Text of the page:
I could hear the crickets chirping when she said that.  Somehow even an "I told you so" didn’t seem very satisfactory anymore.

Actually, I really liked that Dr. Happy asked when I’d ovulated last cycle and when Nurse L told her that it was d23, she responded, "Why are we seeing [me] so soon?"  She did reassure me that an IUI done after d20 wasn’t a problem, that P is proof of that, and that some women just take longer to respond than others.  If my monitor’s not reading at least high within the next 6 days, I’m to get another u/s, but otherwise, she said to just call when I get the peak reading.  It’ll probably start giving a high in the next couple of days, so I’m not worried.  I didn’t ask about what we’ll do about the Femara dose next cycle if this one doesn’t work, but I will when I have the IUI.  At least I won’t have to deal with the dilemma of ovulating on Yom Kippur, as that’s only 4 days away.

Onto my other topic!  J has a client who is a part-owner in a club downtown–he actually shares office space with this client, so they’re friends as well.  This weekend the club has Jenna J@mison coming for some reason.  There’s a dinner with her ahead of time and two of the people at the head table backed out, so J’s client asked if he and I wanted to go.  We have plans to go camping instead (a nice and wholesome family activity, thank you very much), so we won’t be going.  But I was a bit torn…I mean, how many chances am I going to have to meet a major p*rn star?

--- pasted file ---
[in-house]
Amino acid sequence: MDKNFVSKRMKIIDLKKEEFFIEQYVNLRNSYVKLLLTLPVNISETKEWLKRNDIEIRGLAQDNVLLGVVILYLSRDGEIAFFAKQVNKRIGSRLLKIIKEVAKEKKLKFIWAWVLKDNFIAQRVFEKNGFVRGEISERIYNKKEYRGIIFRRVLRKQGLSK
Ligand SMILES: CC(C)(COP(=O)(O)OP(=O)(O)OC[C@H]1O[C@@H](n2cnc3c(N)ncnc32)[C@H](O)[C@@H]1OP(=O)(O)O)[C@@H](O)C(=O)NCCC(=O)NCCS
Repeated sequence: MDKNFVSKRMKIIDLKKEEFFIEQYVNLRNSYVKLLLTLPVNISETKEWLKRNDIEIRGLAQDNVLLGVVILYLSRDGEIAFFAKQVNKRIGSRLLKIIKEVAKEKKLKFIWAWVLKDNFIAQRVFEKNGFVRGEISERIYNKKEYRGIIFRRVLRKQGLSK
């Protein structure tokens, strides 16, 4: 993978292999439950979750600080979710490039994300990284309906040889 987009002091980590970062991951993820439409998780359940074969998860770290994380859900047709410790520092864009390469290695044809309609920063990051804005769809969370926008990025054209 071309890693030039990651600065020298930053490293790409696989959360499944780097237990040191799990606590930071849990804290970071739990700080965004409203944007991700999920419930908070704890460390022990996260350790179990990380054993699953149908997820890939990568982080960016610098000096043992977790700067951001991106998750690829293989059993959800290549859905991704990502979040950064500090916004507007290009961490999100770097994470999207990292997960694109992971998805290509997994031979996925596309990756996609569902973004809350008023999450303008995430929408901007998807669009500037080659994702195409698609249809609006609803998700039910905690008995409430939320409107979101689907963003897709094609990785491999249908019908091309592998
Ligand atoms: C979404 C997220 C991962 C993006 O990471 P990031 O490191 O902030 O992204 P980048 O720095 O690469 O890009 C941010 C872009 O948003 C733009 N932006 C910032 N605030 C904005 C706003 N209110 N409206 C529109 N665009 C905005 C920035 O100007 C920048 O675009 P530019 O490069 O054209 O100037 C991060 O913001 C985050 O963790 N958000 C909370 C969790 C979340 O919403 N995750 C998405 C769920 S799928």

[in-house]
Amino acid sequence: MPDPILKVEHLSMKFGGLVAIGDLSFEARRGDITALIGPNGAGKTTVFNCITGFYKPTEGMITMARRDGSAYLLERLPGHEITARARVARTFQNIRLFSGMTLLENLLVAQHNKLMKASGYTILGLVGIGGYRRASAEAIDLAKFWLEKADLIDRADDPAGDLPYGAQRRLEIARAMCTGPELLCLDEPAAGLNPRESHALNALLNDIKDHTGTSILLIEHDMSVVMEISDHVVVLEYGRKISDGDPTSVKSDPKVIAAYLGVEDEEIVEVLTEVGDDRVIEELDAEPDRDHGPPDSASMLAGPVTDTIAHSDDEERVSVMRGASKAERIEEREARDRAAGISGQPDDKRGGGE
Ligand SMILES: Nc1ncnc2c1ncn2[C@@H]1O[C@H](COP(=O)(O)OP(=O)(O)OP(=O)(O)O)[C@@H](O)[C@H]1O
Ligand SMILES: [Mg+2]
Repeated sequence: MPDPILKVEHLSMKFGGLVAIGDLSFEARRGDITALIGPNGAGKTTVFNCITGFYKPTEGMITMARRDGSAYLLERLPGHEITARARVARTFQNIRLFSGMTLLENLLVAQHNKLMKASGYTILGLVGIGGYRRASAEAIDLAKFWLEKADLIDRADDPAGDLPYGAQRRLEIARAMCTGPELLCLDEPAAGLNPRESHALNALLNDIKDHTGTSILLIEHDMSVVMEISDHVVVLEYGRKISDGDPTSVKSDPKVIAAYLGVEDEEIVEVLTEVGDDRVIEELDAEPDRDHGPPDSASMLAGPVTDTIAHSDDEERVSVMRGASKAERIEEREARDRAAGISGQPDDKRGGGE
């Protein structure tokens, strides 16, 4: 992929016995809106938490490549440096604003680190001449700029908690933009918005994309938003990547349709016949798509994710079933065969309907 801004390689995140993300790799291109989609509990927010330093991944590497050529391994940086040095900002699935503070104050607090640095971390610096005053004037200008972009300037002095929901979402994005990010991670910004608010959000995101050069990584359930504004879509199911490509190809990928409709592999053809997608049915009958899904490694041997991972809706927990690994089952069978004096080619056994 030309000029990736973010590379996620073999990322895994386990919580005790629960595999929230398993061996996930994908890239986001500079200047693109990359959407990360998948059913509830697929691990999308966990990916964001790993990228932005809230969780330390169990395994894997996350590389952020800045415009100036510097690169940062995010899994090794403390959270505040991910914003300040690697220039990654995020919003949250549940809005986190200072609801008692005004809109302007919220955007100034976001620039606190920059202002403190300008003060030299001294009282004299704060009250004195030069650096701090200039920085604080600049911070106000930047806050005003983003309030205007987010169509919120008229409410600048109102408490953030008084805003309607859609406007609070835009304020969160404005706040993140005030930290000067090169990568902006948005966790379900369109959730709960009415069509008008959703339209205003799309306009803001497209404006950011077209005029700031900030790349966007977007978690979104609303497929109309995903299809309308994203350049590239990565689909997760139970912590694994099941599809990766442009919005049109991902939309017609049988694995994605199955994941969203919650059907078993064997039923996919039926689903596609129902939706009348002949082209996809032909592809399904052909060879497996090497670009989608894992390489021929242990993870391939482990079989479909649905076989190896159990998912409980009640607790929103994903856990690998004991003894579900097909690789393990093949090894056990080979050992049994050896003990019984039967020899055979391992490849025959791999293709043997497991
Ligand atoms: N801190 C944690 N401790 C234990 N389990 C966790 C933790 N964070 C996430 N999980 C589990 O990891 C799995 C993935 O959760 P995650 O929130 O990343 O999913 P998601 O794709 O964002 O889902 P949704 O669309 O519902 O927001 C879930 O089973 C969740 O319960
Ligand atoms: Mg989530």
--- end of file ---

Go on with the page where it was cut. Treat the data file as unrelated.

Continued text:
If we hadn’t had plans already, I probably would have said OK because it would have been a different experience.  And how many people can say they’ve done that?  (Of course, it’s not really something I’d admit to my colleagues, either.)  Then again, part of me wanted to say OK because people think I’m a bit of a prude (if only they knew…why, just this morning, I took off my pants and let a woman I’ve only met a couple of times wand me!  Nothing fazes me anymore.) and I sometimes like to shock people by doing unexpected things upon occasion.

What would you have done in that case?